Why not a lightweight rifle too'
With so much progress being made on the lightweight SAW, the LSAT team set out about a year and a half ago to apply the same concept to a rifle variant. Since this design is still in the early stages of development, the team has built only one rifle so far.
The weapon itself weighs the same as a standard M-4, but the real weight savings comes with the ammunition. This weapon is designed to use the same cased telescoped ammunition as the lightweight SAW, which reduces weight by 40 percent.
But in order to build a rifle that could use cased telescoped ammo, the LSAT team had to incorporate several changes in the chamber design - changes that actually benefit the system's performance.
"The lightweight rifle has a rising chamber instead of a rotating chamber," Phillips said. "It has a unique feed system because it feeds to the rear. And you actually gain four inches in the barrel length without changing the overall length of the weapon."
If all goes to plan, the LSAT team may incorporate a cased telescoped rifle in the summer 2011 military utility assessment at Fort Benning.
Ditch the case; save more weight
A much newer and more complex technology is also underway at LSAT, and this one promises to cut weapon and ammunition weight by 50 percent and reduce volume by 40 percent. They call it caseless telescoped ammunition, which is exactly what it sounds like - a bullet without a case.
Caseless telescoped ammo features a solid propellant body that burns off when the round is fired. Essentially, the case itself is the fuel.
Phillips calls it "the holy grail of weight reduction" - a seemingly fitting analogy, especially considering the team's quest to develop the right formula.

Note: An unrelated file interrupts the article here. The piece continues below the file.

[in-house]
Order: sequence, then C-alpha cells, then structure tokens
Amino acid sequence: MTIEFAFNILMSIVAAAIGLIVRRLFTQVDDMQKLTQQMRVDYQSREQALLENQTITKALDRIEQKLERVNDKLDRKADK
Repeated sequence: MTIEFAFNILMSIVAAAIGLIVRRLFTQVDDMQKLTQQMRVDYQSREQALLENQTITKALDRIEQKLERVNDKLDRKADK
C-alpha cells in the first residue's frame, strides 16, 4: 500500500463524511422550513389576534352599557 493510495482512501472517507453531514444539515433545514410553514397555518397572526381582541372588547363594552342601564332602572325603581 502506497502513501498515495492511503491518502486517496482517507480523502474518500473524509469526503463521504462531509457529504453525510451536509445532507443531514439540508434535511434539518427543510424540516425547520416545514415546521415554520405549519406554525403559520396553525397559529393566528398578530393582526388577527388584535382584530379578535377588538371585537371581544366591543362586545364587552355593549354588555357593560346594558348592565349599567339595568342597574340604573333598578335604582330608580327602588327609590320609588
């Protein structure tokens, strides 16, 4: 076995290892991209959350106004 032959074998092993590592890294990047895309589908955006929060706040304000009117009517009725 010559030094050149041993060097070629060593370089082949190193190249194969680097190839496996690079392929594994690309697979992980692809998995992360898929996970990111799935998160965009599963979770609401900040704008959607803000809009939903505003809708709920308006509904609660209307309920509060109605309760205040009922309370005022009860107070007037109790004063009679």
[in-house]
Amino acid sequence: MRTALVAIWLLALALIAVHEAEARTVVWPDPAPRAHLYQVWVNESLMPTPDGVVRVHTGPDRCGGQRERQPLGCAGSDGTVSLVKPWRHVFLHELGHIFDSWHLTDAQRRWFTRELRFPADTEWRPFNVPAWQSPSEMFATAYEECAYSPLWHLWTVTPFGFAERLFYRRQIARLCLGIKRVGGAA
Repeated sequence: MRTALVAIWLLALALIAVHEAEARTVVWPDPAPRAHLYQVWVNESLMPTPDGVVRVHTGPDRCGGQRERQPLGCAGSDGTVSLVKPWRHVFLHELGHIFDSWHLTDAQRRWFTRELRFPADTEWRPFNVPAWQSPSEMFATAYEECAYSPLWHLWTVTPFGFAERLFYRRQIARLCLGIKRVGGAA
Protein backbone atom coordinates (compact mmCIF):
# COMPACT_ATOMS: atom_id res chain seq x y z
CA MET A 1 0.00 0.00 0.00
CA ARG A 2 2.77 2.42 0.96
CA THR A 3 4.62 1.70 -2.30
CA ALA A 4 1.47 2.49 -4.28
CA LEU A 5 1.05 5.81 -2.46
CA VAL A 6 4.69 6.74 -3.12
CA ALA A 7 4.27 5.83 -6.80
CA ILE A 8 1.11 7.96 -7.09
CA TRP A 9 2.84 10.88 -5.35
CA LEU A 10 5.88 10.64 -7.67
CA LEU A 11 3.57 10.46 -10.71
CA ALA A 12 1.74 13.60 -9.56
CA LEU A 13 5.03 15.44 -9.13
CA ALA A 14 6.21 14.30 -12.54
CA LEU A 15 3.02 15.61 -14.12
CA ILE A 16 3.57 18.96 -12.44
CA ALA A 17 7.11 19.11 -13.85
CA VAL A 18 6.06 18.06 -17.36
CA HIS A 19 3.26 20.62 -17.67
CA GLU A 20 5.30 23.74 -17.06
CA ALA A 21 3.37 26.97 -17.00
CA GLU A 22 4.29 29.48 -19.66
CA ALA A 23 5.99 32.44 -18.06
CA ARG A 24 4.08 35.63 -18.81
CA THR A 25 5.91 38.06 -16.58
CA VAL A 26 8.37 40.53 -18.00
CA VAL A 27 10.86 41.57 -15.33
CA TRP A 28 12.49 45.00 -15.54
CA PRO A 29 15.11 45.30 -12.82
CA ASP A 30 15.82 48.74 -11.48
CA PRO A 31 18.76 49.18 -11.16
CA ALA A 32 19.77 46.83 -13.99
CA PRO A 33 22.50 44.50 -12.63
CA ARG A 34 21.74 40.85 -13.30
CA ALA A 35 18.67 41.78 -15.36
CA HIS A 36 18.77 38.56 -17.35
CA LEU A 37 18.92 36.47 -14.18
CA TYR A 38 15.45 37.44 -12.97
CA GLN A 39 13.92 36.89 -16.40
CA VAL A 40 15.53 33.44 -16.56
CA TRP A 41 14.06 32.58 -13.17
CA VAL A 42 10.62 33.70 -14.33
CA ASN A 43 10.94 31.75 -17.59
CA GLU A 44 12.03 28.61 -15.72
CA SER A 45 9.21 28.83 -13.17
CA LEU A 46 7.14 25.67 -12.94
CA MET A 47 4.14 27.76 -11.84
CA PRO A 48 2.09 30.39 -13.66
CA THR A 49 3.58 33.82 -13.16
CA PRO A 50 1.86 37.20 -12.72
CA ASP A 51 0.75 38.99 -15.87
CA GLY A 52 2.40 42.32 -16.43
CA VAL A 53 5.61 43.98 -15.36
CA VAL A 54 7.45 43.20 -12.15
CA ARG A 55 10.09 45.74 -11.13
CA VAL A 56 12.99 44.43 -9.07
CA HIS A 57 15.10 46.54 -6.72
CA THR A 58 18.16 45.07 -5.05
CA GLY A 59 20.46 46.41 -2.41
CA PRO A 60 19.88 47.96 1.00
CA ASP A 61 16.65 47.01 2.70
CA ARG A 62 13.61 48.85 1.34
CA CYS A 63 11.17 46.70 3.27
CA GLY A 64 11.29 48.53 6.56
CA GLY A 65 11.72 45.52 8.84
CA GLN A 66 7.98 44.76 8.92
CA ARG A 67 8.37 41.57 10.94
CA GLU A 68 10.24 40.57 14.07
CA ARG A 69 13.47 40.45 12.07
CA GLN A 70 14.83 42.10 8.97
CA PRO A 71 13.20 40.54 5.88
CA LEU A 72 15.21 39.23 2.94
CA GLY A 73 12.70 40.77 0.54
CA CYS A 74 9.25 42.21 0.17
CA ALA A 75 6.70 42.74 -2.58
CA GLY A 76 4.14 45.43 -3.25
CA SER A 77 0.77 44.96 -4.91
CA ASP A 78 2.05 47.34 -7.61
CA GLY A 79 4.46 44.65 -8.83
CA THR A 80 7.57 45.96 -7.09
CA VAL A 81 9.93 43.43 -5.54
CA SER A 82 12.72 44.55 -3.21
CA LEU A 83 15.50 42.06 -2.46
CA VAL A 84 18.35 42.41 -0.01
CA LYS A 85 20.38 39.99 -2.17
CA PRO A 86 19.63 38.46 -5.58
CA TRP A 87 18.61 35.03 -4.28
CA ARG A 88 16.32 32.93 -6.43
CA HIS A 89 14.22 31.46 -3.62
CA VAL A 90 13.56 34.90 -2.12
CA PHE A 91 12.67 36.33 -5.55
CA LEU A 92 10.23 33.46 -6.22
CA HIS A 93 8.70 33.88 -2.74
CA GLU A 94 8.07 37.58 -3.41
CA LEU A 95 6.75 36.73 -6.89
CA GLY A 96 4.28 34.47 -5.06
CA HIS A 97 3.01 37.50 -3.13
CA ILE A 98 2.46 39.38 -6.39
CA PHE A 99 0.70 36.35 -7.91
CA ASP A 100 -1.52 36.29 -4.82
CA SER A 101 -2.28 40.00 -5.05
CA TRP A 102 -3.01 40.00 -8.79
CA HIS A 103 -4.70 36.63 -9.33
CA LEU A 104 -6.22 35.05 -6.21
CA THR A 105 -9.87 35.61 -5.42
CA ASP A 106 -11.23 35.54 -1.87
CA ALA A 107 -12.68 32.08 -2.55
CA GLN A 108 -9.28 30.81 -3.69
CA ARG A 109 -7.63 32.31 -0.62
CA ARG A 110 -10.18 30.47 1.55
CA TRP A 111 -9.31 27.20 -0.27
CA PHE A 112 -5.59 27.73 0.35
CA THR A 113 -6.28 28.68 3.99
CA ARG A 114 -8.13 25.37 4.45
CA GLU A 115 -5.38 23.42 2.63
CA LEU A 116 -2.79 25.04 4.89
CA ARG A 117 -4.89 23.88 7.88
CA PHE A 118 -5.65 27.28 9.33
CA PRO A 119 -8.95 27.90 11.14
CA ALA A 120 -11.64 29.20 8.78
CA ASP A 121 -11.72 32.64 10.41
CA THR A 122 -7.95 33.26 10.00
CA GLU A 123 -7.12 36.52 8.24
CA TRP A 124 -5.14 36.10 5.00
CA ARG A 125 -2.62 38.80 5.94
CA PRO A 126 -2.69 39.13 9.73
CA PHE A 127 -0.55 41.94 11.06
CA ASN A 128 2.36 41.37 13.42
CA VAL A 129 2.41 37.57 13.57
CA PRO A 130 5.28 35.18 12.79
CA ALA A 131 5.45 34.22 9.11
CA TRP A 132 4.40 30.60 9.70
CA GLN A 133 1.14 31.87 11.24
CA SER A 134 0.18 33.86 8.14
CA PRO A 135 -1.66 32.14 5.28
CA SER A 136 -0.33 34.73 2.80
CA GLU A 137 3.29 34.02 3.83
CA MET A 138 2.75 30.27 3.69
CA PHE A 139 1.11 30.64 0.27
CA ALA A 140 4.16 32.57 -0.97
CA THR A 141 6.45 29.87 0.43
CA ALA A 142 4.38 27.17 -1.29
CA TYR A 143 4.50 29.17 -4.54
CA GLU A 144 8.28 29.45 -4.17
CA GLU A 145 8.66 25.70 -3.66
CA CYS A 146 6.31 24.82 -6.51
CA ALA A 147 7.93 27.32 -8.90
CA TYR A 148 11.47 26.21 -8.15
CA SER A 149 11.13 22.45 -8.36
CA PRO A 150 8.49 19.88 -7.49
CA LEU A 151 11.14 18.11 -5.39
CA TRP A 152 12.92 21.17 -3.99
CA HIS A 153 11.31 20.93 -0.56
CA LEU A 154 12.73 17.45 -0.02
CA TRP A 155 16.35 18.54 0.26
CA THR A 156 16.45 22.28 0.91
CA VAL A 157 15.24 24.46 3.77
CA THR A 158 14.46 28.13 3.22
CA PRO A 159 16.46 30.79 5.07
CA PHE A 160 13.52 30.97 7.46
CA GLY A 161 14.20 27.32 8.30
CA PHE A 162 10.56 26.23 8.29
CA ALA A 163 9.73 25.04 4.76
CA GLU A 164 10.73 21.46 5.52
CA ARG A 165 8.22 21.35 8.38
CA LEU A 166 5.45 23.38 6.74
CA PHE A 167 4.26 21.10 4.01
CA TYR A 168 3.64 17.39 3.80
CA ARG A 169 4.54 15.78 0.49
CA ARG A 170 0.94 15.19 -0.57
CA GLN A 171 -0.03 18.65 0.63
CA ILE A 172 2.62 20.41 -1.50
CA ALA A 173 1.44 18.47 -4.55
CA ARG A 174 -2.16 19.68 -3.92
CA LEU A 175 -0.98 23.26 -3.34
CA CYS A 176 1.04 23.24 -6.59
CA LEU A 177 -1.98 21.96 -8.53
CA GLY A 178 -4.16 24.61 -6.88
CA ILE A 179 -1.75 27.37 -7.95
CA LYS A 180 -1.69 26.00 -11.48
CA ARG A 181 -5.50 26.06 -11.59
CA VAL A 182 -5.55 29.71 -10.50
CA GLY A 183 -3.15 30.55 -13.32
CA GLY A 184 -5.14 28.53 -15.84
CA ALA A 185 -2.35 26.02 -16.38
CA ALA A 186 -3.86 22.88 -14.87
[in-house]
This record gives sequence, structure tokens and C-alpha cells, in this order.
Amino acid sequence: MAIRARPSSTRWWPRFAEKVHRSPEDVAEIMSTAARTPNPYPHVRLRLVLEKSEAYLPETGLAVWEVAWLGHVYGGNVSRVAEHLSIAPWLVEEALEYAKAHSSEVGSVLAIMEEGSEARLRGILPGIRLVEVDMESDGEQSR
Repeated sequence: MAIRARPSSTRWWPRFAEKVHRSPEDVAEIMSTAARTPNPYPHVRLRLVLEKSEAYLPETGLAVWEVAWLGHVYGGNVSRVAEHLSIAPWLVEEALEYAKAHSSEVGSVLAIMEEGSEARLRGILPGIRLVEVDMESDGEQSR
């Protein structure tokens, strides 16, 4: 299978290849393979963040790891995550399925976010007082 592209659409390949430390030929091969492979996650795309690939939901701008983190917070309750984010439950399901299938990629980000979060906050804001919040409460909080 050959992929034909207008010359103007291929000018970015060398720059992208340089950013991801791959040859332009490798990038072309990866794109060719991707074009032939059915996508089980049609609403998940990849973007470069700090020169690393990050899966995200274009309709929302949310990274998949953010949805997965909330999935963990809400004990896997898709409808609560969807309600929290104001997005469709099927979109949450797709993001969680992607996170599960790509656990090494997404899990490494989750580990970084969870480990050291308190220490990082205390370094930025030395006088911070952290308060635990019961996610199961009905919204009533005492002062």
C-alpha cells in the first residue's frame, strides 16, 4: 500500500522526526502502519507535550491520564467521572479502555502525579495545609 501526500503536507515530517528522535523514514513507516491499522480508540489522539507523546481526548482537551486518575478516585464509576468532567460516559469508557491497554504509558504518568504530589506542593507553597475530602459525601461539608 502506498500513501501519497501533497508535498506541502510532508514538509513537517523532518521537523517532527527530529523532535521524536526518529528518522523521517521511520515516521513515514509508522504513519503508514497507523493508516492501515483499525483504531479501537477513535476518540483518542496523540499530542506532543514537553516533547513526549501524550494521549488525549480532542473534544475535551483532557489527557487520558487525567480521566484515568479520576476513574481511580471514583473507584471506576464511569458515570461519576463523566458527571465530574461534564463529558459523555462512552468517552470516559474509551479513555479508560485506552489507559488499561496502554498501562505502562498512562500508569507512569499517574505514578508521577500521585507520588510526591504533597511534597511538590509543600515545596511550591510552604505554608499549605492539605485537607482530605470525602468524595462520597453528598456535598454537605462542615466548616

So far the project has posed many challenges and concerns, from environmental risks and temperature controls to manufacturing issues and cost efficiencies.
"There is so much more to consider when developing this ammunition," Phillips said. "We are redesigning it for cost purposes, but obviously our primary concerns are the ballistics, the reliability, and the repeatability."
The team has built one caseless telescoped weapon and shot about 500 caseless rounds with it, but they have since had to go back and make some minor changes to the design.
A joint-service effort
While the caseless ammo is still in the early stages of development, the Office of Naval Research is funding the majority of the project.
"It's a significantly smaller round of ammunition, so from a Marine's perspective, that's a big deal because of the way they travel," Phillips said.
But the Marines aren't the only ones to benefit. Since the LSAT program is managed by ARDEC's Joint Service Small Arms office, the development of these lightweight technologies is truly a joint effort.
"On a day-to-day basis, we are involved mostly with the Marines, the Army and Special Operations Command," Phillips said.
"We're an Office of the Secretary of Defense-chartered organization, so all services have a hand in the research and development process."